As the Deputy will recall, the advice that I have received from Revenue is that the leasing of land to the spouse or civil partner of a brother or sister of the lessor or the leasing of land to the brother or sister of a spouse or civil partner of a lessor is regarded as a lease between connected persons and is not eligible for relief on the long-term leasing of farm land.
Section 664 of the Taxes Consolidation Act 1997 provides relief from income tax for certain income from long-term leasing. The relief is available, subject to a maximum limit, where farm land is leased to a qualifying lessee for a period of five years or more. In order to qualify as a qualifying lessee for the purpose of the relief, the lessee must not be connected with the lessor, or with any of the lessors if there is more than one. The rules for establishing whether or not persons are connected are laid down by Section 10 of the Taxes Consolidation Act 1997 which sets out that a lessor is not entitled to relief where the land is let to family members or family members of their spouse or civil partner.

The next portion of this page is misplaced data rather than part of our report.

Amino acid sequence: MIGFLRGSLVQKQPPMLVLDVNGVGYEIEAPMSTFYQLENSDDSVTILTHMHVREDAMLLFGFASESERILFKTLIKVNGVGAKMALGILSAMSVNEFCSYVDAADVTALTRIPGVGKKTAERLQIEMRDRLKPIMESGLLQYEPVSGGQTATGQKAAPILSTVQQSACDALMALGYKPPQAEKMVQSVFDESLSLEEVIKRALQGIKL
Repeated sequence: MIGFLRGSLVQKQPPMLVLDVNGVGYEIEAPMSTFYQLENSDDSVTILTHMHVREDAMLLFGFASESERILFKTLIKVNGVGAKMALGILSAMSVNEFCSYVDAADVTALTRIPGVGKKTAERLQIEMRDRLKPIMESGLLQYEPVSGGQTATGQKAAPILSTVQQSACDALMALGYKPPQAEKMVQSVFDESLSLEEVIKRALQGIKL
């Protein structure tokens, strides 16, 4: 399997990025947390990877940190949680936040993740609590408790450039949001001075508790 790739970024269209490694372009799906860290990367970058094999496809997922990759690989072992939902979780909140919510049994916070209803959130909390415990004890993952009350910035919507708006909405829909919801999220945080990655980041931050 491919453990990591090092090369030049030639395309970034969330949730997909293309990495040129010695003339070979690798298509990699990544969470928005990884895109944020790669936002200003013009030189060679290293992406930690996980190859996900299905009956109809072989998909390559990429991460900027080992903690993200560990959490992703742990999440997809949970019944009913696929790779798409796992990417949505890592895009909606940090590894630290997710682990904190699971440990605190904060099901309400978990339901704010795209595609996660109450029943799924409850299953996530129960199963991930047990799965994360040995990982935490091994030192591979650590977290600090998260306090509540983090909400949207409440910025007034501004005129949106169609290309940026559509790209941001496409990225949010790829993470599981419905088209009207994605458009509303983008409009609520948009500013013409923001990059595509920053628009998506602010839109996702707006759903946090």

The restriction on leases between connected persons is intended to prevent the misuse of the exemption. In addition, allowing relief in cases where the land was leased to connected persons could delay succession or lead to the fragmentation of holdings.
The connected party restriction has applied since the introduction of the relief over 30 years ago and I have no plans at present to alter the restriction. However, as with all such reliefs, my Department regularly reviews tax expenditure measures. Proposals for change are dealt with in the context of the annual Budget and Finance Bill process.